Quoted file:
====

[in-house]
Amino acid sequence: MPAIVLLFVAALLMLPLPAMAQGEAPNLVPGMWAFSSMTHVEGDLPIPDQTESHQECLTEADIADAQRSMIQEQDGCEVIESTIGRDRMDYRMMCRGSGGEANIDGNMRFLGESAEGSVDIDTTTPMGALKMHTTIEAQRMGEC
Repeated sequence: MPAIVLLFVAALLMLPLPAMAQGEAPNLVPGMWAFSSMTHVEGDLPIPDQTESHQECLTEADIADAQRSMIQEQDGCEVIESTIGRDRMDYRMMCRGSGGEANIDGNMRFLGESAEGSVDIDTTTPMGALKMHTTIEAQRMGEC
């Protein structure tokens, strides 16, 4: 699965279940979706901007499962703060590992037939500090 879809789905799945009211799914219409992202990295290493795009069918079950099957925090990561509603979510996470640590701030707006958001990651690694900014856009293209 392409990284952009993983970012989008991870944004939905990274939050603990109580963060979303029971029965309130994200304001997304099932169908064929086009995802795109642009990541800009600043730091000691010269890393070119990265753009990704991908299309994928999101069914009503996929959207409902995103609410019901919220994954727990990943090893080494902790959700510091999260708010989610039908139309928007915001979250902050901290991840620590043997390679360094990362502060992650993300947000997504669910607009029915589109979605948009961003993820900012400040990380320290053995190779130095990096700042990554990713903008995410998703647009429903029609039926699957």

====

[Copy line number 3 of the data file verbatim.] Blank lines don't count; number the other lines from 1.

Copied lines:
Repeated sequence: MPAIVLLFVAALLMLPLPAMAQGEAPNLVPGMWAFSSMTHVEGDLPIPDQTESHQECLTEADIADAQRSMIQEQDGCEVIESTIGRDRMDYRMMCRGSGGEANIDGNMRFLGESAEGSVDIDTTTPMGALKMHTTIEAQRMGEC